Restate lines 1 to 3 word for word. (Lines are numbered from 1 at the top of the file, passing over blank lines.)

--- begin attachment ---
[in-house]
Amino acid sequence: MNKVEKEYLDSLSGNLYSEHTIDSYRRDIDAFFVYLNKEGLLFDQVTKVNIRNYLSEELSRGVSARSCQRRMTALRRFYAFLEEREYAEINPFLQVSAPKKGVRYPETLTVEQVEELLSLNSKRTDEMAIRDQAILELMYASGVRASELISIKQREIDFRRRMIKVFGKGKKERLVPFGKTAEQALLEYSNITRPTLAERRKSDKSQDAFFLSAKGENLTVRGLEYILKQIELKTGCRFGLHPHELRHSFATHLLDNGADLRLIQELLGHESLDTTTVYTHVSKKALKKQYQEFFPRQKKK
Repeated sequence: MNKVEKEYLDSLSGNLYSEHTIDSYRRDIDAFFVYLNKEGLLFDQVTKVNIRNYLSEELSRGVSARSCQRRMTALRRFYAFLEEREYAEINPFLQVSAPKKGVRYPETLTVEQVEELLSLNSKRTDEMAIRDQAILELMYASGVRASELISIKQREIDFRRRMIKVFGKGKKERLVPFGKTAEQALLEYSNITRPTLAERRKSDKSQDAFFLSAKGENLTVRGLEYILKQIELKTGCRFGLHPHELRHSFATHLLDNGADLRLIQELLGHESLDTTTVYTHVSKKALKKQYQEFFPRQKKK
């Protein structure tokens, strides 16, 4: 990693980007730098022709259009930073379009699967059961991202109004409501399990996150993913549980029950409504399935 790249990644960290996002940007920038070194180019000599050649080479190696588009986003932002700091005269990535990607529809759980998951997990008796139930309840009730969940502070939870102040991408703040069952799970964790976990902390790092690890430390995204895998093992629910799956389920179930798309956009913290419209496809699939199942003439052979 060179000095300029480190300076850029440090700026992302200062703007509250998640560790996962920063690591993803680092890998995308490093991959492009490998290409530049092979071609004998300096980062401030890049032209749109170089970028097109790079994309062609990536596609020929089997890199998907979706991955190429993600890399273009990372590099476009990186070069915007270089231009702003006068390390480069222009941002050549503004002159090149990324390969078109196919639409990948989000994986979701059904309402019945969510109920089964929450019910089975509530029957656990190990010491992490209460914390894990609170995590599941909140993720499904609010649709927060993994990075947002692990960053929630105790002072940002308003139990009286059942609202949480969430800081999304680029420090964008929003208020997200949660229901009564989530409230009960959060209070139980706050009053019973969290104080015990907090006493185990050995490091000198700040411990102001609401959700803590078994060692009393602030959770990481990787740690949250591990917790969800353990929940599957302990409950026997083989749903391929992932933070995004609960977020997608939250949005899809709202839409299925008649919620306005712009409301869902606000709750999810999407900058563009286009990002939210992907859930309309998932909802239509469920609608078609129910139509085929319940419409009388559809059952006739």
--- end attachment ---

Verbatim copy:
[in-house]
Amino acid sequence: MNKVEKEYLDSLSGNLYSEHTIDSYRRDIDAFFVYLNKEGLLFDQVTKVNIRNYLSEELSRGVSARSCQRRMTALRRFYAFLEEREYAEINPFLQVSAPKKGVRYPETLTVEQVEELLSLNSKRTDEMAIRDQAILELMYASGVRASELISIKQREIDFRRRMIKVFGKGKKERLVPFGKTAEQALLEYSNITRPTLAERRKSDKSQDAFFLSAKGENLTVRGLEYILKQIELKTGCRFGLHPHELRHSFATHLLDNGADLRLIQELLGHESLDTTTVYTHVSKKALKKQYQEFFPRQKKK
Repeated sequence: MNKVEKEYLDSLSGNLYSEHTIDSYRRDIDAFFVYLNKEGLLFDQVTKVNIRNYLSEELSRGVSARSCQRRMTALRRFYAFLEEREYAEINPFLQVSAPKKGVRYPETLTVEQVEELLSLNSKRTDEMAIRDQAILELMYASGVRASELISIKQREIDFRRRMIKVFGKGKKERLVPFGKTAEQALLEYSNITRPTLAERRKSDKSQDAFFLSAKGENLTVRGLEYILKQIELKTGCRFGLHPHELRHSFATHLLDNGADLRLIQELLGHESLDTTTVYTHVSKKALKKQYQEFFPRQKKK